Document Detail


Neonatal posthemorrhagic hydrocephalus from prematurity: pathophysiology and current treatment concepts.
MedLine Citation:
PMID:  22380952     Owner:  NLM     Status:  MEDLINE    
Abstract/OtherAbstract:
OBJECT: Preterm infants are at risk for perinatal complications, including germinal matrix-intraventricular hemorrhage (IVH) and subsequent posthemorrhagic hydrocephalus (PHH). This review summarizes the current understanding of the epidemiology, pathophysiology, management, and outcomes of IVH and PHH in preterm infants.
METHODS: The MEDLINE database was systematically searched using terms related to IVH, PHH, and relevant neurosurgical procedures to identify publications in the English medical literature. To complement information from the systematic search, pertinent articles were selected from the references of articles identified in the initial search.
RESULTS: This review summarizes the current knowledge regarding the epidemiology and pathophysiology of IVH and PHH, primarily using evidence-based studies. Advances in obstetrics and neonatology over the past few decades have contributed to a marked improvement in the survival of preterm infants, and neurological morbidity is also starting to decrease. The incidence of IVH is declining, and the incidence of PHH will likely follow. Currently, approximately 15% of preterm infants who suffer severe IVH will require permanent CSF diversion. The clinical presentation and surgical management of symptomatic PHH with temporary ventricular reservoirs (ventricular access devices) and ventriculosubgaleal shunts and permanent ventriculoperitoneal shunts are discussed. Preterm infants who develop PHH that requires surgical treatment remain at high risk for other related neurological problems, including cerebral palsy, epilepsy, and cognitive and behavioral delay. This review highlights numerous opportunities for further study to improve the care of these children.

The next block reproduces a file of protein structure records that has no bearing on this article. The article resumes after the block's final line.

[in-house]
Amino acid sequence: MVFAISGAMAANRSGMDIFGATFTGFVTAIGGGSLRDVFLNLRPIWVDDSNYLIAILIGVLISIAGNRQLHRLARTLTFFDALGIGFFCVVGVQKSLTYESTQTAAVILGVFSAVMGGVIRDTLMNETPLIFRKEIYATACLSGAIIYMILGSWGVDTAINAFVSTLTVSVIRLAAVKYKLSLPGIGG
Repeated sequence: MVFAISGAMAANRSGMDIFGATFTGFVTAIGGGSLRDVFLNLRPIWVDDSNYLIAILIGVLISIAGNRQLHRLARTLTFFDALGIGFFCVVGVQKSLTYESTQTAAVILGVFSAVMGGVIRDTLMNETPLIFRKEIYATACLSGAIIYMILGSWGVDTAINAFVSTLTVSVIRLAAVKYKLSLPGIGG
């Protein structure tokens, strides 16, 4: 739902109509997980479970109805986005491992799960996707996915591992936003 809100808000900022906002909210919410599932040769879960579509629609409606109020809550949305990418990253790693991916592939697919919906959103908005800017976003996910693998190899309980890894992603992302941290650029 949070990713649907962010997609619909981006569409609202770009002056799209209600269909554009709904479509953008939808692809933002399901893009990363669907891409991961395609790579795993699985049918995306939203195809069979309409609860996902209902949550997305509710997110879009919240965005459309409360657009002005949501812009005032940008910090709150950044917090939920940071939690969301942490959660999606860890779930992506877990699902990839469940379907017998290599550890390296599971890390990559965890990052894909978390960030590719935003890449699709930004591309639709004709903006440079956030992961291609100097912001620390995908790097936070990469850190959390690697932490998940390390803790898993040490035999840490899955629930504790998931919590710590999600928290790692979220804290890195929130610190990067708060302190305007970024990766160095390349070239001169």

CONCLUSIONS: A better grasp of the pathophysiology of IVH is beginning to impact the incidence of IVH and PHH. Neonatologists conduct rigorous Class I and II studies to advance the outcomes of preterm infants. The need for well-designed multicenter trials is essential because of the declining incidence of IVH and PHH, variations in referral patterns, and neonatal ICU and neurosurgical management. Well-designed multicenter trials will eventually produce evidence to enable neurosurgeons to provide their smallest, most vulnerable patients with the best practices to minimize perioperative complications and permanent shunt dependence, and most importantly, optimize long-term neurodevelopmental outcomes.
Authors:
Shenandoah Robinson
Publication Detail:
Type:  Journal Article; Research Support, N.I.H., Extramural; Review    
Journal Detail:
Title:  Journal of neurosurgery. Pediatrics     Volume:  9     ISSN:  1933-0715     ISO Abbreviation:  J Neurosurg Pediatr     Publication Date:  2012 Mar 
Date Detail:
Created Date:  2012-03-02     Completed Date:  2012-05-22     Revised Date:  2013-12-08    
Medline Journal Info:
Nlm Unique ID:  101463759     Medline TA:  J Neurosurg Pediatr     Country:  United States    
Other Details:
Languages:  eng     Pagination:  242-58     Citation Subset:  IM    
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MeSH Terms
Descriptor/Qualifier:
Cerebral Hemorrhage / epidemiology,  physiopathology*,  therapy*
Cerebral Ventricles
Humans
Hydrocephalus / epidemiology,  physiopathology*,  therapy*
Infant, Newborn
Infant, Premature
Infant, Premature, Diseases / epidemiology,  physiopathology*,  therapy*
Grant Support
ID/Acronym/Agency:
R01 NS060765/NS/NINDS NIH HHS; R01NS060765/NS/NINDS NIH HHS
Comments/Corrections
Comment In:
J Neurosurg Pediatr. 2012 Mar;9(3):239-40; discussion 240-1   [PMID:  22380951 ]

From MEDLINE®/PubMed®, a database of the U.S. National Library of Medicine


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